5 Exercise Modifications If You Have Arthritis

A number of questions have come in from customers who have gone through the Unlock Your Hip Flexors program and the most common question is about exercise modifications when it comes to arthritis. So we will go through five exercise modifications that you can do for arthritis. The first four are exercise techniques that you can do that will help if you have arthritis. And for the fifth one, we will go through five specific modifications to common exercises that you do in the gym and how you can modify those exercises so you can get the results that you want but does not irritate your arthritis.

#1 – Stick to Low Impact Exercises

Yoga, Pilates, lightweight training would be the perfect example for this. These low impact exercises put less stress on the joints and allow you to continue exercising without irritating your arthritis.

#2 – Focus on a Low Impact Cardiovascular Aerobic Exercises

Elliptical machine, swimming, or water aerobics would be just few of the perfect examples. All of these things put less stress on your lower body like your foot, ankle, knee, hip, and back. So if you have arthritis especially in the lower body, look for exercises that have less impact to avoid triggering your arthritis.

#3 – Focus on The Biggest Muscle Groups in Your Body

When you organize your exercises, focus on larger muscle groups such as your quads, glutes, shoulders, back, hip, as opposed to your wrist, hands, and elbows.

#4 – Add in a Daily Flexibility Routine And Make Sure to Add Some Warm-up or Cool Down Exercises.

The daily flexibility routine doesn’t need to be long. It can be 5 to 10 minutes that target all the major areas in your body. Increasing your flexibility will put less stress on your joints, it will make you feel better, and it will less likely irritate your arthritis. The same goes with the warm-up and cool down exercises. Warm-up movements will prepare your body for the exercises routine that you’re doing and the cool down exercises will help when it comes to recovery and will less likely irritate your arthritis.

Another thing we find that affects people when it comes to their arthritis and irritation, is tightness. Remember, when it comes to stretching, it is important to address the hip area. If you sit a lot, if you have tightness or stiffness in your hips, it needs to be addressed. A lot of times that tightness or stiffness puts unnecessary stress on different types of joints especially your hips, knees, and back. And if you’re looking for a simple routine that you can go through, check out the Unlock Your Hip Flexors program.

Now, let’s go through different swaps modifications that you can do to common exercises that people do in the gym:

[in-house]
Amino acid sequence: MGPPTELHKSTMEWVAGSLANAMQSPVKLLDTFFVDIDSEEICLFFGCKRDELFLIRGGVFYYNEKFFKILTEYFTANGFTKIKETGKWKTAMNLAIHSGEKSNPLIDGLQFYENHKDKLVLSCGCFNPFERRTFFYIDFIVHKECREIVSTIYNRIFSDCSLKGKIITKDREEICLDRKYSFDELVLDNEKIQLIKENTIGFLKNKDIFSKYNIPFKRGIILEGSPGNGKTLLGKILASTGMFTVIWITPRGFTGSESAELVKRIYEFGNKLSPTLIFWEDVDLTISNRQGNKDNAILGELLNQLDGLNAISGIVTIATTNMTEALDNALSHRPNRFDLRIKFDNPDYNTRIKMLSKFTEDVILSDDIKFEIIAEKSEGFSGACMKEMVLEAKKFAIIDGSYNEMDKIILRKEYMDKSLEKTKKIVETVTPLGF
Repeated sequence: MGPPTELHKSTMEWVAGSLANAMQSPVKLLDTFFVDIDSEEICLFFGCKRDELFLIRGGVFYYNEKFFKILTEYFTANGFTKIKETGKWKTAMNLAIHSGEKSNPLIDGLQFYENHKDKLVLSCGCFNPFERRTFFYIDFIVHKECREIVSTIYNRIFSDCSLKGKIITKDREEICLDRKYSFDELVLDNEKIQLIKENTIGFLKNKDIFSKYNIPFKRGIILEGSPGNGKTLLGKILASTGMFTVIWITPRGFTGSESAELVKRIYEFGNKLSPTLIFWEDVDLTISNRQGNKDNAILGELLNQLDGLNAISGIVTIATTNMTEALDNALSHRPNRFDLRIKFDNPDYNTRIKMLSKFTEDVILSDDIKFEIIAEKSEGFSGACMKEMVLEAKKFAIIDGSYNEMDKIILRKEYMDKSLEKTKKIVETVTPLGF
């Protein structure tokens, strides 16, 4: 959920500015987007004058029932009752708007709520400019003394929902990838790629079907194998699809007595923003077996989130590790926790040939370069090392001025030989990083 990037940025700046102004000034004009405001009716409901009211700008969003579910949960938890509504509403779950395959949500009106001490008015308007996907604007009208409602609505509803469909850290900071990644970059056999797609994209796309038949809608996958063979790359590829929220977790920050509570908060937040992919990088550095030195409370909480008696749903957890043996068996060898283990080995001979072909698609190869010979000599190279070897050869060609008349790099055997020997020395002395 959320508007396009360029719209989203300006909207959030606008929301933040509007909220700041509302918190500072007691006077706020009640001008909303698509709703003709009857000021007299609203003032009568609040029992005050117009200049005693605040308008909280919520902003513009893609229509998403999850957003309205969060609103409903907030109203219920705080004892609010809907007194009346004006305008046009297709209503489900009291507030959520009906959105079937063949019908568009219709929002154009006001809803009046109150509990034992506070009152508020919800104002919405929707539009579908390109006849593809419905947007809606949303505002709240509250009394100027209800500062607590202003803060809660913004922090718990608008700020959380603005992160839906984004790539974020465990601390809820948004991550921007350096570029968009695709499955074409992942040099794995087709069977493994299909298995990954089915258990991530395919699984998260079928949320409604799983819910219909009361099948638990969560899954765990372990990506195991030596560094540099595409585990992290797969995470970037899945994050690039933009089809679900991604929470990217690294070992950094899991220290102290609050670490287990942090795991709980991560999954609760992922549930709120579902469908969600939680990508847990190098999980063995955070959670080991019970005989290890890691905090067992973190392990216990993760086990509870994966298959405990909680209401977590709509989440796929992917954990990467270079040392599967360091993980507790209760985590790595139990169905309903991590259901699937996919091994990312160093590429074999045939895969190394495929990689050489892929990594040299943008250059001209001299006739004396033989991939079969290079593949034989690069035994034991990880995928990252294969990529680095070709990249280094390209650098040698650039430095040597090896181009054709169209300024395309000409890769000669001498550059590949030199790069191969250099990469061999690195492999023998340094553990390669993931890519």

#1 – Squat

Begin by having the stability ball up against the wall and leaning against your pelvis area. Bring the legs out to increase resistance. Run the stability ball on your lower back area and ideally going into either 45-degrees or 90-degree squat position. Raise back up and repeat the movement.


With the stability ball it focuses more on the glutes and hamstrings. It puts less stress on the knees. This is the best modification that you can do if you have knee arthritis.

#2 – Push Ups

Begin an upright standing position, wrap the resistant tubing behind your upper back, and hold the ends of the tubing to create resistance. Extend your arms out front at chest height, return back to the starting position, and repeat the movement.

Push Ups

#3 – Single Seated Leg Press With a Band

Sit on a chair. Loop the resistant tubing under one foot and hold the handles in each of your hands. Lift your leg up, then extend it forward. Return to the starting position and repeat the movement on the opposite leg.

Single Seated Leg Press With a Band

 #4 – Plank

If plank from your toes is too much for you to do, you can plank from your knees instead. Begin by lying on your stomach on the floor. Move into a forearm plank position, maintaining good alignment with your head, shoulders and hips. Hold this position for a couple of seconds.


#5 – Walking In Place With Hand Stretch

Begin in an upright standing position and start walking in place while opening and closing your hands. Opening and closing of your hands help when it comes to getting your joints moving. Walking on the spot is low impact but you’re starting to get movements in the glute, heel, ankle, knee, and hip.

Walking In Place With Hand Stretch

If you have arthritis, give these five exercises a GO. We have for 4 tweaks that you can do when it comes to your exercise program and then we went through 5 common exercises that you can tweak in order to make it easier on your arthritis.


Take care!

Rick Kaselj, MS